Each of these layers is held in place by individual trapping potentials, set up, for example, using laser tweezers [13]. The strong trapping potential ensures that out-of-layer fluctuations are typically unimportant. We investigate the stability of the bilayer as the distance d is decreased. We show that d behaves as a controlling parameter and induces a rich sequence of transitions involving a variety of two-dimensional Bravais lattices. The exact sequence of transitions crucially depends on the nature of interactions. In this paper we study two kinds of model solids: (a) the generic Lennard-Jones (LJ) [14] solid and (b) the soft Gaussian core model (GCM) [15] appropriate for suspensions of globular polymers. Our main results are as follows. For the LJ system, we obtain at temperature T = 0 two independent triangular (TRN) crystalline layers for large d. As d is reduced, the system undergoes a firstorder transition to a staggered square (SQR) solid. This SQR solid continuously transforms to a TRN solid through a series of centred rectangular (CR) lattices with intermediate aspect ratios as d decreases to zero as the layers merge. Our calculations are therefore relevant for structurally confined simple soft solids where buckling transitions are suppressed due to a strong external trapping potential [3, 10, 11].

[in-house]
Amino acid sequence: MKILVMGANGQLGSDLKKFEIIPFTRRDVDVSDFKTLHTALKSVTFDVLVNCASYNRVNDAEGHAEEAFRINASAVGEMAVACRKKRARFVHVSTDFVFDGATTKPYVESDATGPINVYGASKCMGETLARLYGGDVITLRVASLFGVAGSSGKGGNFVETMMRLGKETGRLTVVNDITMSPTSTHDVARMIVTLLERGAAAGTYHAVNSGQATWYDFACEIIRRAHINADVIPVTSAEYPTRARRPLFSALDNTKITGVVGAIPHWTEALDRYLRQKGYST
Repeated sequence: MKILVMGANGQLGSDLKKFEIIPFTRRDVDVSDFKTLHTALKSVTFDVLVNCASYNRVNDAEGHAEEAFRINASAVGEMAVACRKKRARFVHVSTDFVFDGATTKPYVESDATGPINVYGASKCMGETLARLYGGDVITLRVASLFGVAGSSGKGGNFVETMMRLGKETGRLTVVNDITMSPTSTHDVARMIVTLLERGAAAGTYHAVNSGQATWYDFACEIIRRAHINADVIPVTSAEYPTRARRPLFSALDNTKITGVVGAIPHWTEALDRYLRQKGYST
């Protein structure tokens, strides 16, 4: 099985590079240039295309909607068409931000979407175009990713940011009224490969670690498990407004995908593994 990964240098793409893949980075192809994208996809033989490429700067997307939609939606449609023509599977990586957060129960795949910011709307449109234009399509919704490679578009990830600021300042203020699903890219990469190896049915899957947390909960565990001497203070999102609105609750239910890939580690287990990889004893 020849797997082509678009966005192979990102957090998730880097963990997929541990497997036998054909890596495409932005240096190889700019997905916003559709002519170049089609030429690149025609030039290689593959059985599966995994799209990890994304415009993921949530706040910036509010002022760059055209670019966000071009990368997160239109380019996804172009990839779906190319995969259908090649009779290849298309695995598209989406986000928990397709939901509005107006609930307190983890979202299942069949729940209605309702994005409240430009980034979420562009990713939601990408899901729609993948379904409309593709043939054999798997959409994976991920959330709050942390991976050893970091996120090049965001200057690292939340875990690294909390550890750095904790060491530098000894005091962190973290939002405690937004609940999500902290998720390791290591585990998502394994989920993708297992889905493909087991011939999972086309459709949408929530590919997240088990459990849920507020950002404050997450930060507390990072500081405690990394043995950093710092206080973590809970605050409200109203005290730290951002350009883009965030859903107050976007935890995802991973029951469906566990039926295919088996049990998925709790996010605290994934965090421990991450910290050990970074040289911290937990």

In contrast, for the GCM, both transitions are continuous. As d reduces, the TRN solid transforms to a SQR solid continuously through a sequence of rhombic (RMB) lattices.

0953-8984/09/195408+07$30.00

© 2009 IOP Publishing Ltd Printed in the UK